Wednesday, March 29, 2006

But Did She Use the Imperious Curse to Win?

Rowling's Sixth Potter Novel Named `Book of the Year' in U.K.

The dark and almost surreal sixth installment of J.K. Rowling's Harry Potter series has won Book of the Year in the U.K. Now, opinions vary widely on the Harry Potter books, from rabid fans to rabid Harry-haters. While I personally think that Book 3, the Prisoner of Azkaban, was the best of the bunch and Books 4-6 were in need of additional editing, the series as a whole has been remarkable in taking a familiar theme (unwanted child finds he has unusual skills and has inherited a powerful legacy) and a much-used setting (magical school) and used them to craft a wholely believable world, complete with a government and a wizarding sport played by professionals, interwoven with fresh and compelling plot. Rowling's coup, though , was to weave mysteries into the books. Each book, particularly the early ones, has a mystery that the characters solve, and the series as a whole involves the mystery of Harry's scar and why Voldemort didn't die when his killing curse backfired.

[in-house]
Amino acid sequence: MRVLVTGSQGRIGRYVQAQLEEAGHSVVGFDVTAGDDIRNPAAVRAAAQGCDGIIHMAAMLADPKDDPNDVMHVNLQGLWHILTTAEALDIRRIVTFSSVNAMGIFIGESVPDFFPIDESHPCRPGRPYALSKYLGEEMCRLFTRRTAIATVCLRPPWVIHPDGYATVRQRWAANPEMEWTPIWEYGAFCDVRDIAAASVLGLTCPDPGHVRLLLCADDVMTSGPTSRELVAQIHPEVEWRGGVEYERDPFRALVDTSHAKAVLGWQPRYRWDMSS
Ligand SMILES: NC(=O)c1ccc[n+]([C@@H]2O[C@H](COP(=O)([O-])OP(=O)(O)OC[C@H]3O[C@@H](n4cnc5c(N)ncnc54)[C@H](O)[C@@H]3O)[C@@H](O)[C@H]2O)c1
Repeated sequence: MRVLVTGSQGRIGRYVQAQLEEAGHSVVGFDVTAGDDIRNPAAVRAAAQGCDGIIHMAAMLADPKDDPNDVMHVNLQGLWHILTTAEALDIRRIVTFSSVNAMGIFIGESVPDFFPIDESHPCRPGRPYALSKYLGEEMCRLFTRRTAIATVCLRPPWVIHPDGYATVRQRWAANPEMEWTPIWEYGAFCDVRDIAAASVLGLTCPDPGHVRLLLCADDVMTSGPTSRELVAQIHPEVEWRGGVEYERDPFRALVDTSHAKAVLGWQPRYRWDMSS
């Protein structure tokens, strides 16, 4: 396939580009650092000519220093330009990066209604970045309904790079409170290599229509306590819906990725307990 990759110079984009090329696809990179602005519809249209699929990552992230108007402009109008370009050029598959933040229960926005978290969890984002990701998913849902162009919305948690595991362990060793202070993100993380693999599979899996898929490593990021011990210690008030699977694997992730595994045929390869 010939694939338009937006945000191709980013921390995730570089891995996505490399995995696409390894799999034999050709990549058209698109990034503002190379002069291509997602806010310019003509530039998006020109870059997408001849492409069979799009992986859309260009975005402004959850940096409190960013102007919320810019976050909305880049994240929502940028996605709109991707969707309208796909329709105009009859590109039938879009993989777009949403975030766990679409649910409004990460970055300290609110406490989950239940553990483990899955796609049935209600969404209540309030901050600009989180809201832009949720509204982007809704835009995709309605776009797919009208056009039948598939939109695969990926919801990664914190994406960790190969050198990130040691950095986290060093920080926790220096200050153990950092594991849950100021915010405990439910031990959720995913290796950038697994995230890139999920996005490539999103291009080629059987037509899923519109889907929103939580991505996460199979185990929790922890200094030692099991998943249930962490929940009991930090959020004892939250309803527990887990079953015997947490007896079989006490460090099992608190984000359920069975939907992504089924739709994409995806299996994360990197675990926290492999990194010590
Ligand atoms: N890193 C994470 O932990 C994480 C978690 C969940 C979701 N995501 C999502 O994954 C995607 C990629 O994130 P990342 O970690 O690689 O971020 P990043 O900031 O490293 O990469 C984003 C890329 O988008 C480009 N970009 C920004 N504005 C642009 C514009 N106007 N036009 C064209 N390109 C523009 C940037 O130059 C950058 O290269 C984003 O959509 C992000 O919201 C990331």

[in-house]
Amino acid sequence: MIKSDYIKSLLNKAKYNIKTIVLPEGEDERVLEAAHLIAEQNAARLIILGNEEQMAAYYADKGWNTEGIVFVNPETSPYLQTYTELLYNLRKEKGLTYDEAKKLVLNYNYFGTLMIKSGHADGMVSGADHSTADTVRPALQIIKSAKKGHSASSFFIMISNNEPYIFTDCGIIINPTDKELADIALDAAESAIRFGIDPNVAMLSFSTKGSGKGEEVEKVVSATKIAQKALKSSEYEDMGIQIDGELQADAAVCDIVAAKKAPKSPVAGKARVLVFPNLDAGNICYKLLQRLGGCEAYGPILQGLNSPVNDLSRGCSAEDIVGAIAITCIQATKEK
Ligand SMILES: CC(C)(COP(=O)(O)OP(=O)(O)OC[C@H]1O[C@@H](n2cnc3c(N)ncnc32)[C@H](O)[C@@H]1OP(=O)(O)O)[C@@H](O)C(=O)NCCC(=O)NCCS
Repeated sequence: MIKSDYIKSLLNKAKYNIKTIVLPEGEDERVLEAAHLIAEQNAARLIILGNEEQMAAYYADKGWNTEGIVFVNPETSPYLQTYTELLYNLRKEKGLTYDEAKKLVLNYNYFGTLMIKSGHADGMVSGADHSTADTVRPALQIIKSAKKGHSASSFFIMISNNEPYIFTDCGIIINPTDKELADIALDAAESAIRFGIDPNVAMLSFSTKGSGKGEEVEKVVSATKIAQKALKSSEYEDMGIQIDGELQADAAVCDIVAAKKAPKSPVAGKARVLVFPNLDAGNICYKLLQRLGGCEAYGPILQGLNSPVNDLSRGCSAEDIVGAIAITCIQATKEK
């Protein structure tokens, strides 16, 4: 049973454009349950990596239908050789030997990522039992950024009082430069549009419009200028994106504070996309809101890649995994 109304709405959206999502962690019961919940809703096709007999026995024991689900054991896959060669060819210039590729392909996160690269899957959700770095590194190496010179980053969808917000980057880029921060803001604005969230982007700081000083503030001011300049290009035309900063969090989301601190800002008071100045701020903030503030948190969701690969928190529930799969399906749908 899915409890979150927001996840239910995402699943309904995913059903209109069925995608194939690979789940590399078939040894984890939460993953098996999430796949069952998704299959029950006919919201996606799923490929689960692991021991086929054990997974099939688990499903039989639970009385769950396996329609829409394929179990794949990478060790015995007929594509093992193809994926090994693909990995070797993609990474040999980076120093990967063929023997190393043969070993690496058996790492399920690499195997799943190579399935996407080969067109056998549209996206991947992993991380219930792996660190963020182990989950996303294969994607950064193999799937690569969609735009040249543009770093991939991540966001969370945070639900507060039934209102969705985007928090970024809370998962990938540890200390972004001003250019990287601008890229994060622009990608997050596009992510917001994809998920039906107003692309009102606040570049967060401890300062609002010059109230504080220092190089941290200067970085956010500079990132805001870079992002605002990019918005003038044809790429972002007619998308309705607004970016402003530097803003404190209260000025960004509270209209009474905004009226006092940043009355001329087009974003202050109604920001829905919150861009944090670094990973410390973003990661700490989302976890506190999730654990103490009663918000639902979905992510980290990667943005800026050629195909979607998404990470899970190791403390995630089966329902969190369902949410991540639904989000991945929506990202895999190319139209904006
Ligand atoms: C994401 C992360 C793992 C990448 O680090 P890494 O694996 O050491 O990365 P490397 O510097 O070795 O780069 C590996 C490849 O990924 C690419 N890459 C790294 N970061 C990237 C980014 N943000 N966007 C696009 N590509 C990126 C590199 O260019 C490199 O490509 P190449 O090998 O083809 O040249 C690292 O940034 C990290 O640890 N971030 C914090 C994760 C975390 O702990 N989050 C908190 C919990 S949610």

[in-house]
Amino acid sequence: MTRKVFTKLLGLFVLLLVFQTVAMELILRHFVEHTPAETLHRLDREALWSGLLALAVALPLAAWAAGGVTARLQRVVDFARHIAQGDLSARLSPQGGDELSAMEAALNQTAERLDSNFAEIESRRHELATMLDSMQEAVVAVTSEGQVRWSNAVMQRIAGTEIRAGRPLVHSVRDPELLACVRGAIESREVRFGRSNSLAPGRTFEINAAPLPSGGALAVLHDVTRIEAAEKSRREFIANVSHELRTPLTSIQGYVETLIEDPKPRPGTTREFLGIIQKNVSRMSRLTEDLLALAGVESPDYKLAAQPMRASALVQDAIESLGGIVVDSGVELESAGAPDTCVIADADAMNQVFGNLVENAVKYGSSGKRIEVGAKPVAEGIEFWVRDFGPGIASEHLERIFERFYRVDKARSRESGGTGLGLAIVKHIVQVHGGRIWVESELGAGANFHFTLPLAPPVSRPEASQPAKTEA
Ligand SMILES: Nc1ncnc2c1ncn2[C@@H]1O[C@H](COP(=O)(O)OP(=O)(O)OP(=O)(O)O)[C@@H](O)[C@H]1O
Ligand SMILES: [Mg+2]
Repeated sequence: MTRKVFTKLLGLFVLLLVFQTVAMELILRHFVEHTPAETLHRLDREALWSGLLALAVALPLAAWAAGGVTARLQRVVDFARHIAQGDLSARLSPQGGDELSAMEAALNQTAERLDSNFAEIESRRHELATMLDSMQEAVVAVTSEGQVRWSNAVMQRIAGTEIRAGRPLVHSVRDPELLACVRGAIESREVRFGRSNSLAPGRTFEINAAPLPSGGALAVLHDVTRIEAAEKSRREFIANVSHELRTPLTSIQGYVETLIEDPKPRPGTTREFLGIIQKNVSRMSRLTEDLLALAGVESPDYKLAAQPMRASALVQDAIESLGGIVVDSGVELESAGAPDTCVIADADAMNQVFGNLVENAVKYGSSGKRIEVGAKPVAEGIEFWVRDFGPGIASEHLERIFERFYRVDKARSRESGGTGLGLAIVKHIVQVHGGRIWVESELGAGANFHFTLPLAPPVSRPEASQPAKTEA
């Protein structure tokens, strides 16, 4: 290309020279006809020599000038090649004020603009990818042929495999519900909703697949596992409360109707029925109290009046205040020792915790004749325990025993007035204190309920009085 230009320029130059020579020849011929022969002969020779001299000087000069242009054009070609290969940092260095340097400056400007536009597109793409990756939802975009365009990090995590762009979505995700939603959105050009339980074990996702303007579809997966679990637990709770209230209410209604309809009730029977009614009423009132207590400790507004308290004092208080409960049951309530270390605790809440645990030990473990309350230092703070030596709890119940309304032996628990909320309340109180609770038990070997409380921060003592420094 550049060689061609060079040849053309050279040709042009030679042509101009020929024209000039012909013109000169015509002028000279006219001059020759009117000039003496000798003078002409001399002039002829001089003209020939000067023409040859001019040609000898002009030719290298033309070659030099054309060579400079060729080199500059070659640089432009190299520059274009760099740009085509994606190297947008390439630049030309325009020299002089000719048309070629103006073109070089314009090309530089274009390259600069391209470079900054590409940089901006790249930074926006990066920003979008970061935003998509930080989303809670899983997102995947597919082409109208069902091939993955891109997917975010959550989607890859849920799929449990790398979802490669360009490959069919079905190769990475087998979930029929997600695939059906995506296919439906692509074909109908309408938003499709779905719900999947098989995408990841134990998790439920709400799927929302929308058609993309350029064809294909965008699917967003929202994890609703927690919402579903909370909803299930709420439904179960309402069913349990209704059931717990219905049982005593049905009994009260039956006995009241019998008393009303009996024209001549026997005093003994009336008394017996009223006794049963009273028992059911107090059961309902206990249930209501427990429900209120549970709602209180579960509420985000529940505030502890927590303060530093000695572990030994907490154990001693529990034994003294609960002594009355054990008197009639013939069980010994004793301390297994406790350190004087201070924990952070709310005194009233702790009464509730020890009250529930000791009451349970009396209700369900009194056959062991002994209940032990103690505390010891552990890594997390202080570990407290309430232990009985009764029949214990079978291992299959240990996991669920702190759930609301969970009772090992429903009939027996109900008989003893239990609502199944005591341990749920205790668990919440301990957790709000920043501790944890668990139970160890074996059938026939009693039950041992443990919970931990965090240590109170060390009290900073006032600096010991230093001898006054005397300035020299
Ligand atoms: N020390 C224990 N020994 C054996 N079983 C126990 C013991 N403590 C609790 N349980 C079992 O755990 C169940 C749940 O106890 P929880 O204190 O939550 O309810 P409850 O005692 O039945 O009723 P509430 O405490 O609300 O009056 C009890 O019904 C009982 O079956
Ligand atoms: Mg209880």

There are two reasons I can look at the manic success of the Harry Potter books and not be entirely consumed with envy:

1) When any children's book tops the book lists, it's good news for children's book writers, whose craft tends to be sneered at by literary types.

2) Success couldn't have happened to a nicer person.

So a hearty congratulations to Ms. Rowling, and could you please, please, please hurry up with Book 7? If you need help with editing the thing, you know where to find me.

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